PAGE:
Enterprise Software

Bad economy stirs interest in incentive compensation, but does it work?

When the economy starts to tank, interest in variable pay (incentive compensation) tends to surge, according to one expert. But the question remains: Do such compensation plans work?

Compensation consultant Ann Bares says one thing she's learned from 20 years of experience consulting with organizations in the areas of compensation and performance management is that interest in variable pay (incentive compensation) tends to surge when the economy goes bad. In this piece for WorkforceWeek, she says:

I see incentives, when well-designed and well-implemented, as a form of partnership between employer and employee. If ever there was a time when all oars needed to be pulling in the same direction, it has to be now - so using incentives as a means of strengthening partnership seems like an idea whose time has more than arrived.

The question that remains and that is hotly debated is whether incentive compensation works. In the 1993 book Punished By Rewards: The Trouble with Gold Stars, Incentive Plans, A's, Praise, and Other Bribes, Alfie Kohn argues against the effectiveness of incentive plans. His main arguments against them are:

  1. Rewards punish those who don't merit them and and punishment destroys motivation.
  2. When employeees vie against each other for rewards, you sacrifice relationships.
  3. The reasons behind results are too complex and sometimes not understood by management in designing rewards programs.
  4. Rewards discourage risk taking. As Kohn says, "People will do precisely what they are asked to do if the reward is significant' enthuses one proponent of pay-for-performance programs. And here we have identified exactly what is wrong with such programs."
  5. Extrinsic motivators reduce intrinsic motivators. In other words, if an employee has begun to model his work around extrinsic rewards, he will lose the ability to motivate himself.

I think that these are valid points, but incentive compensation can be designed around these issues. Unfortunately, the incentive plans are usually designed by exectuives pretty far removed from day-to -day operations. It's easy to see where things could become problematic.

What's your take on "creative incentives"?

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About

Toni Bowers is Managing Editor of TechRepublic and is the award-winning blogger of the Career Management blog. She has edited newsletters, books, and web sites pertaining to software, IT career, and IT management issues.

39 comments
jdclyde
jdclyde

If someone is paid based upon a certain criteria, all else will be forgotten by that employee, and this hurts the company in the long run. There are ways to make just about any report look good if you cut enough other corners.

cerian
cerian

I think that employers and employees should work together and fairness of pay cuts both ways. There really needs to be more flexibility in the system for employees to have a life outside work but equally employers need to be able to manage income fluctuations without getting companies into debt. Maybe a flexible pay scheme would help - we all need a more stable economy. But rewards based payments must be the epitome of everything that is currently wrong with the system. Good quality work is much pleasure as service. Thanks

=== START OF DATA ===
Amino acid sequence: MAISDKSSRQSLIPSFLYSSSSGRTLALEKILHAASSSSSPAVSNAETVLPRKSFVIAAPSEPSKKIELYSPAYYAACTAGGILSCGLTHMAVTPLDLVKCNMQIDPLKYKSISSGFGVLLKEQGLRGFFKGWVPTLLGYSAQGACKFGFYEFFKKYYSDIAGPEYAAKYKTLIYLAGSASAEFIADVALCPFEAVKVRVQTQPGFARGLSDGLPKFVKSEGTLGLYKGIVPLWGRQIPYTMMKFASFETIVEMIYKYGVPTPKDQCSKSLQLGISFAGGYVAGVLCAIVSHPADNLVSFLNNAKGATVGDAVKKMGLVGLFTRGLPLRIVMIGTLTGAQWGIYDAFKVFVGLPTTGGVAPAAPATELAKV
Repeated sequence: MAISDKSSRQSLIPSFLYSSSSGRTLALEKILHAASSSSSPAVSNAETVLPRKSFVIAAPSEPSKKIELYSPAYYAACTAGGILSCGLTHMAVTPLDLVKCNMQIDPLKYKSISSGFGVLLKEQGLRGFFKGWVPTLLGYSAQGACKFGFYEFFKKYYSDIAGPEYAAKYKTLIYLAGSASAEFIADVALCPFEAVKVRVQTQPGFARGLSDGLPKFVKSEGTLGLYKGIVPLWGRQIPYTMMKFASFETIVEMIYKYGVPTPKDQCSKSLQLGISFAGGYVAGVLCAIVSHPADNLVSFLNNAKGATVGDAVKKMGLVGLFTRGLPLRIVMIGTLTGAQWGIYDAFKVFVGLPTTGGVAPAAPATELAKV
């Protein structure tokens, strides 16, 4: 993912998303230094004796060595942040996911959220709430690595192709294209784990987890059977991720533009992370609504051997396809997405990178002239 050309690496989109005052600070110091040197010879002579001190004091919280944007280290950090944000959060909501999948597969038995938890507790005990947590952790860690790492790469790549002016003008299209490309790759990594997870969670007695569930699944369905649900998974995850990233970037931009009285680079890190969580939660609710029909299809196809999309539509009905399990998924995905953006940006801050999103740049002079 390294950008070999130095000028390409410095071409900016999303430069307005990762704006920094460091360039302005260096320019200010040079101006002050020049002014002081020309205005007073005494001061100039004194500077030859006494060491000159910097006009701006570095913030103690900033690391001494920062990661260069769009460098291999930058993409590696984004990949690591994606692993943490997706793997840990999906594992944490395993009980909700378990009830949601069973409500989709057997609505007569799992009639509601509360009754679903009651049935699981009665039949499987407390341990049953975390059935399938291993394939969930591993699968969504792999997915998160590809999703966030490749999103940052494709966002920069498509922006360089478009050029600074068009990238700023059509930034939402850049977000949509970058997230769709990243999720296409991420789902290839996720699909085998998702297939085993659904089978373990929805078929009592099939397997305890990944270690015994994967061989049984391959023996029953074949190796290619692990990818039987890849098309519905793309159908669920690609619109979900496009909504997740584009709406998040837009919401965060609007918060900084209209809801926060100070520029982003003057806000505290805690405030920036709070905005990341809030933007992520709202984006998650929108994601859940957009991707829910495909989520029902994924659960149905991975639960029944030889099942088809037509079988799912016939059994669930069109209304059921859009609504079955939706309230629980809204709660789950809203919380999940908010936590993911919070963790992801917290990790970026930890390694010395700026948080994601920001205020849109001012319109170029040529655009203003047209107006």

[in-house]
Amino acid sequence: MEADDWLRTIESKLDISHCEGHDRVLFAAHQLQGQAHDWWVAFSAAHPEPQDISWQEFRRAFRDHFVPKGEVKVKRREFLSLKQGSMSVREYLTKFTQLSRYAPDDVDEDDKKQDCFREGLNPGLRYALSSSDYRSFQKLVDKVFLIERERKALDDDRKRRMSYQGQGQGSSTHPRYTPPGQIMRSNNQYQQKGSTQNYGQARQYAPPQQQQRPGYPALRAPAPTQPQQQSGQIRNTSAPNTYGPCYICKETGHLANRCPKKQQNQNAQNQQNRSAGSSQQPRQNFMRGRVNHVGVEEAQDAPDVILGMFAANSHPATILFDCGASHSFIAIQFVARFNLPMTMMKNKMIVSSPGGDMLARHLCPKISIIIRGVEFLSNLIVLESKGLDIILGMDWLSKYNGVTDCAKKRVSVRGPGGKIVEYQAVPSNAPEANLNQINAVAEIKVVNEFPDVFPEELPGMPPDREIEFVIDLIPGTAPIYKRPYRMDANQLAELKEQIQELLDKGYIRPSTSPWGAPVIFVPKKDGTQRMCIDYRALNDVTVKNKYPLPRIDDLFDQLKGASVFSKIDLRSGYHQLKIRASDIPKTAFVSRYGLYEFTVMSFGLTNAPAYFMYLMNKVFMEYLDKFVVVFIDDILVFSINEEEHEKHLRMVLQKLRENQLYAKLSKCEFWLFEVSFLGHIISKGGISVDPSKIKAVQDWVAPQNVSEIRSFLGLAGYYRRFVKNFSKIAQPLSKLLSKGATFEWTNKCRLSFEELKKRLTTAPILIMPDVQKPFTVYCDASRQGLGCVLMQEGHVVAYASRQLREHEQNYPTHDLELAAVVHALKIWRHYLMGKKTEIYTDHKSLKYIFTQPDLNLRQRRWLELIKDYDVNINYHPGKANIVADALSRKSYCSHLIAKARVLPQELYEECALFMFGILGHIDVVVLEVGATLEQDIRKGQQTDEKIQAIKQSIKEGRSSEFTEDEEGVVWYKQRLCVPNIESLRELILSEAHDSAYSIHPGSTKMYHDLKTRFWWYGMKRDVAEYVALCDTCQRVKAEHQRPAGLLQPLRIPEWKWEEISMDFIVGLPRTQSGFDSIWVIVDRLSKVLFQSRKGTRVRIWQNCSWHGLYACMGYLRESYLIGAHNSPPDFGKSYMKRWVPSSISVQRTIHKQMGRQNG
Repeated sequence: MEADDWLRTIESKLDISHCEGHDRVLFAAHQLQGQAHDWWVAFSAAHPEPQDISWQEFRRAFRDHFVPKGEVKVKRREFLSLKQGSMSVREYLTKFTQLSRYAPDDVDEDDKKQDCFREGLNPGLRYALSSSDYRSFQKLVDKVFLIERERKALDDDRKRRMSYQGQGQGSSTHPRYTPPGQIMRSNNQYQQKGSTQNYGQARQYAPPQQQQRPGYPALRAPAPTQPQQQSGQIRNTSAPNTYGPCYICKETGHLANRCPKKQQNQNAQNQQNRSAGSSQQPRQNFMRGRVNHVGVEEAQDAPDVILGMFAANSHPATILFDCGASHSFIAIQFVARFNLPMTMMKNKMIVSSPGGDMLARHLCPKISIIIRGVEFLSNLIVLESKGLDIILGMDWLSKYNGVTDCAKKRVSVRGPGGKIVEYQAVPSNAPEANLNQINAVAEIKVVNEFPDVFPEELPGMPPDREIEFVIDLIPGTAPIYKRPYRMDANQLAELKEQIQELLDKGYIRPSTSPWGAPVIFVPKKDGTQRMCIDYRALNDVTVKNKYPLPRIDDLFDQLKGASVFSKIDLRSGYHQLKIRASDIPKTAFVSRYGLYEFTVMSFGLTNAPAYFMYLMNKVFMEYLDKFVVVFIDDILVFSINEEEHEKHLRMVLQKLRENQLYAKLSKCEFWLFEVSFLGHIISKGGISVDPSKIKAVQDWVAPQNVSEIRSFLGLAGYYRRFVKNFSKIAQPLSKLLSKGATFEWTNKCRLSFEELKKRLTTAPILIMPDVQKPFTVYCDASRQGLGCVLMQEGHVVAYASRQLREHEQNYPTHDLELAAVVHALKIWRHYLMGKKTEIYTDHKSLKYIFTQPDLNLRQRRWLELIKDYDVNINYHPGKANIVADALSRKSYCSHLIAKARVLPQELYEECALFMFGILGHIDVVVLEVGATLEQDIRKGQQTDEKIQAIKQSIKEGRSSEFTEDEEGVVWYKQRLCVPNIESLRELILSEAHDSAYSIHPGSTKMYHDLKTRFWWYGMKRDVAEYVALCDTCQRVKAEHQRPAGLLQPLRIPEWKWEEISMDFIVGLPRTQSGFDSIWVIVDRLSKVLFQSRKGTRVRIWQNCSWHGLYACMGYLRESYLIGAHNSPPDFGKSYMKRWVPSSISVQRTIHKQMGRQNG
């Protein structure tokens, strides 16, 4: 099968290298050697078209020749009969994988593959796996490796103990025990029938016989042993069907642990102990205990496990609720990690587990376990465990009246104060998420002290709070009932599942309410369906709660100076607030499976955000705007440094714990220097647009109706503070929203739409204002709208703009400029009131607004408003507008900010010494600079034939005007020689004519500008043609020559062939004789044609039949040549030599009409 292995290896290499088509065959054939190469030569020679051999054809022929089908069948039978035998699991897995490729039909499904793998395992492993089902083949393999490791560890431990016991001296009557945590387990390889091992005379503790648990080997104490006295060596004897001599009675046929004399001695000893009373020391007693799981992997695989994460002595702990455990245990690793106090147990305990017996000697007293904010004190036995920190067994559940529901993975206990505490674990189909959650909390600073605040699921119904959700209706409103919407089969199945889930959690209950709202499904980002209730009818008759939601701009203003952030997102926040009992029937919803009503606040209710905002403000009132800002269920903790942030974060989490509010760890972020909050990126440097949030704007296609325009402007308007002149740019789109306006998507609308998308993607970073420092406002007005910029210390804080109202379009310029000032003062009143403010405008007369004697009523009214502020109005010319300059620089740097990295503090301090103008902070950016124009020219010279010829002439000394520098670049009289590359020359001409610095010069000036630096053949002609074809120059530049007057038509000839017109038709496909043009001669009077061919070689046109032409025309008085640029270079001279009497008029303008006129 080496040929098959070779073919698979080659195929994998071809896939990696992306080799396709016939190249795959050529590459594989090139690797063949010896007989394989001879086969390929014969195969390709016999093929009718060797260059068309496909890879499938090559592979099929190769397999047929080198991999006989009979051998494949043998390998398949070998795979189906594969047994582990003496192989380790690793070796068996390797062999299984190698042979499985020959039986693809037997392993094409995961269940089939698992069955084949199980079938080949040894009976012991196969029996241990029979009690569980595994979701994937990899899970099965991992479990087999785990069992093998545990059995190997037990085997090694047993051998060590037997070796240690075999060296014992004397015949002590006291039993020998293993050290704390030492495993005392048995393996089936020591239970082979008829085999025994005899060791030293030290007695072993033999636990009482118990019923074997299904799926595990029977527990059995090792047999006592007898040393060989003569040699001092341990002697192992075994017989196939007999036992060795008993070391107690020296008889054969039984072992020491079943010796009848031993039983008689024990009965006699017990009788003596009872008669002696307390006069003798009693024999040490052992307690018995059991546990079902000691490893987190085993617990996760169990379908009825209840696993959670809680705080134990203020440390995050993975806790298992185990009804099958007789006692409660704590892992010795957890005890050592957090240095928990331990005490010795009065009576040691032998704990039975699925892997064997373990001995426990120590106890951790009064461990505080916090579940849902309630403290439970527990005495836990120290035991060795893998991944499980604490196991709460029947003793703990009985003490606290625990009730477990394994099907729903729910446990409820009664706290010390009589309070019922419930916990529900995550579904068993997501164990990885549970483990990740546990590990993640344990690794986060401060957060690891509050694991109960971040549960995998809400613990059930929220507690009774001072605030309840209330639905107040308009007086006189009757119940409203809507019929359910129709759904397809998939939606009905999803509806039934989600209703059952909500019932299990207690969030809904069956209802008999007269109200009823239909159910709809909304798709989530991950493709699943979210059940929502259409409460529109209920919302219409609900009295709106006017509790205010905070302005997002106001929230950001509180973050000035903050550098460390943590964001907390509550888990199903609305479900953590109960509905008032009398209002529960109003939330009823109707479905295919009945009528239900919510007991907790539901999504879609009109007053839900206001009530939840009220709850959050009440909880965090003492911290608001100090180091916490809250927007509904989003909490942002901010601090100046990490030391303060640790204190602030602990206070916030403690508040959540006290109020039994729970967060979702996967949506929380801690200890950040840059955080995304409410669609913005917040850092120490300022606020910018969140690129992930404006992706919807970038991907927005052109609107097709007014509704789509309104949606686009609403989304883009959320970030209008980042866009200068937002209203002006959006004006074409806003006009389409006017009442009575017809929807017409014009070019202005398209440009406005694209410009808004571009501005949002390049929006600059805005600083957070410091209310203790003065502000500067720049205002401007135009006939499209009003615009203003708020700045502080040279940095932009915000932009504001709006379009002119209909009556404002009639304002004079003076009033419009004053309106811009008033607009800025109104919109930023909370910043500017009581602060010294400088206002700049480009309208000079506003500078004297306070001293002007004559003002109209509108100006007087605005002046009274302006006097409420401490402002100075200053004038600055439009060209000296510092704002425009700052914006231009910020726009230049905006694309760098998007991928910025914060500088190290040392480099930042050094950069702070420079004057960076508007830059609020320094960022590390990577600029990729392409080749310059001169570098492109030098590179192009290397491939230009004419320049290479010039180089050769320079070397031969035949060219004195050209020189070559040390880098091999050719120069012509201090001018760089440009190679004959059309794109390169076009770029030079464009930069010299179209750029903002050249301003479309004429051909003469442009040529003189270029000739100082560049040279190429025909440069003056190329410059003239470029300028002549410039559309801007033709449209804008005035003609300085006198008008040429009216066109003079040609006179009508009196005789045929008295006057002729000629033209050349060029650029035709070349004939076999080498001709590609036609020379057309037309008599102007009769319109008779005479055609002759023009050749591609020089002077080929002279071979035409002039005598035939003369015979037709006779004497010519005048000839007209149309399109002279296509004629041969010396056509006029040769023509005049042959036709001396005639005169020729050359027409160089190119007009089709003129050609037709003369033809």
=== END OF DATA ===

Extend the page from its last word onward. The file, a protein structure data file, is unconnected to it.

afrodsham
afrodsham

if you have to offer bribes to your employees to get performance, then the company culture is sick imho.

Jalapeno Bob
Jalapeno Bob

Workplace incentives usually assume that all employees are motivated by the same incentives - usually money. This is not reality. Many of the top performers are not primarily motivated by money before the incentive program. After the program has been in place for a while and the money grabbers are scheming to win the money, the true top performers have lost their motivation and, in many case, moved on to other companies. Net result, performance increases in the short term, but declines in the long term, often irrevocably. The money grabbers quickly exhaust their ideas and, when the ideas stop, the incentive raises stop. This makes the workforce overpaid, disenchanted and difficult to manage. Many will want to leave, but find themselves having to take a cut in pay to do so and, as a result, stay. They feel trapped. Management can expect only a minimum amount of work from them. In summary, incentives cannot be all about money. Any incentive program must target the current top performers and keep them motivated. This is not easy. While I may be motivated by a special educational opportunity, Harry may be more motivated by a plaque on his wall, Bill with the ability to work from home and Sally with the ability to avoid rush hour traffic by arriving at 6AM and leaving by 3PM. Each employee, especially each technical or skilled employee, is unique, and so are their motivators. Unfortunately, upper management seldom understands this. Many of them are motivated by greed - be it for money, status or power. These people can never understand people who are not motivated by greed. As a result, the incentive program is misguided and, in the long run, will fail and will leave the organization in worse shape than when they started.

Gabby22
Gabby22

I agree with the downside of incentives and can add one more, probably the most important: If the incentives don't *exactly* map to the company's health, you're in deep trouble. And it's very difficult to ensure that the mapping is correct. There are many good examples of this, from CEOs who met every one of their incentives but consequently drove the company into the ground, to insurance companies whose only priority was sales, encouraging shonky salesmen. The sub-prime crisis is another example. I believe in performance assessment/measurement though, but not tracked directly into incentives or bonuses. If it's done well, and it often isn't, it gives a great opportunity for discussion between workers and supervisors.